Perhaps the best illustration of how plant nutrition and health are associated is with excess nitrogen (N) resulting in the production of succulent plant tissue that makes for easy invasion by insects and disease organisms.
There exists in the environment some level of disease and insect forms awaiting those conditions that will favor their growth and reproduction. These conditions may be environmental, such as temperature and humidity, but in addition, there are certain plant conditions that will also serve to provide the host for their development. Succulent plants provide the ideal condition for invasion and reproductive growth.
Anyone who has grown greenhouse tomatoes is well aware of the white fly, a pesky insect that is difficult to control. What is that part of the plant that the white fly thrives on? That would be the emerging leaf tissue, the most succulent part.
The home tomato gardener also has the hornworm to worry about. Hornworms are not easily seen due to their green color, and in a few short hours do considerable damage, munching on newly emerging plant tissue. Then, there is powdery mildew—a common occurring fungus that affects a wide variety of plants, particularly cucumber when grown in the greenhouse. A grower found that as his cucumber plants began to set fruit, the mildew infestation would occur even though he took protective measures.
It was also found that when the plants began to set fruit, the magnesium (Mg) concentration in the plant dropped. As he adjusted the nutrient solution formulation so as to increase the Mg plant level, it was found that the intensity of the infection was markedly reduced, and in addition, the applied preventative measures seemed to be more effective.
More recently, the role silicon (Si) has in making plant tissue—primarily cell walls—more difficult for invasion by sucking insects and disease organism hyphae has been observed. It is now recommended that some form of soluble Si, either as silicic acid, or potassium or sodium silicate, be included in a nutrient solution formulation with the recommended Si concentration being at least 140 ppm.
For plants grown in soil, or some types of soilless media, the inclusion of Si in an applied fertilizer solution is probably not needed. Both soil and soilless medium can be tested to assess Si availability.
For those hydroponic growing systems in which an applied nutrient solution is recovered and recirculated, root disease occurrence is not uncommon. A recovered nutrient solution is an ideal "soup" for organisms to thrive in. Therefore, the recommendation is to filter the nutrient solution to remove the suspended organic matter, and then sterilize before recirculation.
I am reminded of a time back when, for many months, a tomato grower was producing excellent yields of quality tomatoes with plants rooted in gravel in a series of self-designed and constructed individual flood-and-drain hydroponic growing units. Each unit was being supplied with nutrient solution from a central storage tank.
With frequent replacement of the nutrient solution, there was little opportunity for any disease organism to multiply in the circulating nutrient solution. However, experimenting with a nutrient flow technique (NFT) system, the grower found that he could use the same nutrient solution for a longer period of time, which turned out to be a fatal mistake.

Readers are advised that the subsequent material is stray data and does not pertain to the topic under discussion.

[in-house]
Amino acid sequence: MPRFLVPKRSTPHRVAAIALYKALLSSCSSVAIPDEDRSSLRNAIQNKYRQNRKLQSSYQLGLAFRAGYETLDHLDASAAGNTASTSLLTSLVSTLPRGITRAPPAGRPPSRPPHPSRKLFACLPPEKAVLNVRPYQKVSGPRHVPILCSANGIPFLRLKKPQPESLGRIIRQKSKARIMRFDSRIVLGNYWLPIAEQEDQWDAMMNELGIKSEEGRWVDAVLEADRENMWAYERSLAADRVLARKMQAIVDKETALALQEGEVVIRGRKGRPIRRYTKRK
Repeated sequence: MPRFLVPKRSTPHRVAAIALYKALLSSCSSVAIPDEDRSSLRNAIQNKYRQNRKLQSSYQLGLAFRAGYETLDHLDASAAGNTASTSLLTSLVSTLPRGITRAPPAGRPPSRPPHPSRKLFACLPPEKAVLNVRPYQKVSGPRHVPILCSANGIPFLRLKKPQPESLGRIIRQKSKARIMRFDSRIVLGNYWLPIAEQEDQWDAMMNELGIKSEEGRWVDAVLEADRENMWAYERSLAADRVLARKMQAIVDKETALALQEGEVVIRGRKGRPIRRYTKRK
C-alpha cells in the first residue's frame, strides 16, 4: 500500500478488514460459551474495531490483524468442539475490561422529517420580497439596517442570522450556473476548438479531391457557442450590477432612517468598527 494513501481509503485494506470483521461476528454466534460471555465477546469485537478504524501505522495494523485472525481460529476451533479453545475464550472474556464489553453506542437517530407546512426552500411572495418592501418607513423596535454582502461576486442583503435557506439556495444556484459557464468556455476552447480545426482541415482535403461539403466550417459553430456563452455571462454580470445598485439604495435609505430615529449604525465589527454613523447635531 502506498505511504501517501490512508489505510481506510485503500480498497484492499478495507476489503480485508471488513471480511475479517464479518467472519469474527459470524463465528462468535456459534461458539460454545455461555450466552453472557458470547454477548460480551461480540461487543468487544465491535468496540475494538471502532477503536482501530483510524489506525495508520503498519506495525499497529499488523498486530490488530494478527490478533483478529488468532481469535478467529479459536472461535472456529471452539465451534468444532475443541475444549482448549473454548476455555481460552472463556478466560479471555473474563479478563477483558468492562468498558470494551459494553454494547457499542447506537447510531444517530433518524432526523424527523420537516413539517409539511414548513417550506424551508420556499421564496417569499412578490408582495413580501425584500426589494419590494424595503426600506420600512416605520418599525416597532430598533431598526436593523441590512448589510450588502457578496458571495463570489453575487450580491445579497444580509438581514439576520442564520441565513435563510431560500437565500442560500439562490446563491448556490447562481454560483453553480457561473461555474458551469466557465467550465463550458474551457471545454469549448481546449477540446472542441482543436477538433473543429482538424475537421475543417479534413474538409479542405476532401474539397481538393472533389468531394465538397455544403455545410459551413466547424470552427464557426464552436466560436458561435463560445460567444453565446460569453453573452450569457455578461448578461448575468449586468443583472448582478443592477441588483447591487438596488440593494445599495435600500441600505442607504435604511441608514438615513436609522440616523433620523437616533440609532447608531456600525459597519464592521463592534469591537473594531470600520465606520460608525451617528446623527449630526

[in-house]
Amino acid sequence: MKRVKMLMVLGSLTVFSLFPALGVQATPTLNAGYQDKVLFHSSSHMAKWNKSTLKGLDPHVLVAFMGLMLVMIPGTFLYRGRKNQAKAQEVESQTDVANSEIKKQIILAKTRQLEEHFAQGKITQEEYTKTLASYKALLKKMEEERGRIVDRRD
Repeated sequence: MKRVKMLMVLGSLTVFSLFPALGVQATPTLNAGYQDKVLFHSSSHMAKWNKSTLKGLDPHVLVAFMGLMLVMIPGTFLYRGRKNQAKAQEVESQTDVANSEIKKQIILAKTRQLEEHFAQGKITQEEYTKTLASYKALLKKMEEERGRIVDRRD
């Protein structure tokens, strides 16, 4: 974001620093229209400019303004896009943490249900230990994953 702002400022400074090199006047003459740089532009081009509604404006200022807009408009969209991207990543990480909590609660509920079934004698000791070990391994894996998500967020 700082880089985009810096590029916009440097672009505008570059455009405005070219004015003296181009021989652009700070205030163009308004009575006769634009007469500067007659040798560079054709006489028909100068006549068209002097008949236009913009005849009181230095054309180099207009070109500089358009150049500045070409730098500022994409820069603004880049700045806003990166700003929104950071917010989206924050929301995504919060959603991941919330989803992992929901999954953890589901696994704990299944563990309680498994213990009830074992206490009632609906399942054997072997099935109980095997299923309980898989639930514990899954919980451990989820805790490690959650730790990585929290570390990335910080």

Pythium, a common root disease organism, invaded the nutrient solution and delivery system and in less than 10 days wiped out his entire tomato crop in both hydroponic growing systems. Unable to sterilize the entire growing system, which included the gravel beds, he lost his entire business.
Filtering and sterilizing the nutrient solution would have prevented this failure. Also, I had recommended the inclusion of milled composted pinebark as a component in the gravel bed since pinebark has been found to prevent the growth of pythium. Unfortunately, the grower was unable to cover from this loss and start again.
There are also important mechanical procedures that will minimize the potential for insect and disease infestations, such as maintaining air movement up through the plant canopy that keeps the foliage dry and makes it difficult for insects to fly into the canopy.
Air movement over plant leaves sustains natural transpiration that is the mechanism for supporting the upward movement of the transpiration stream that carries nutrient elements up into the plant, thereby maintaining nutrient element sufficiency.
In addition, keeping the relative humidity of the air surrounding the plant at less than 50% is desirable since most organisms require atmospheric moisture to survive and reproduce. Proper sanitation practices, such as keeping the plant area clean and free from plant debris that can be a harbor for disease organisms, are equally essential.
Since disease organisms and insects are both opportunistic and take advantage of those conditions that suit their development, they can be kept under control by using a combination of preventative measures that includes maintaining plants in a nutrient-element sufficient state.
As you can see from the examples above, there are many ways plant nutrition correlates with disease and infestations. The key is understanding why your plant's are in trouble and resolve their issues before it's too late.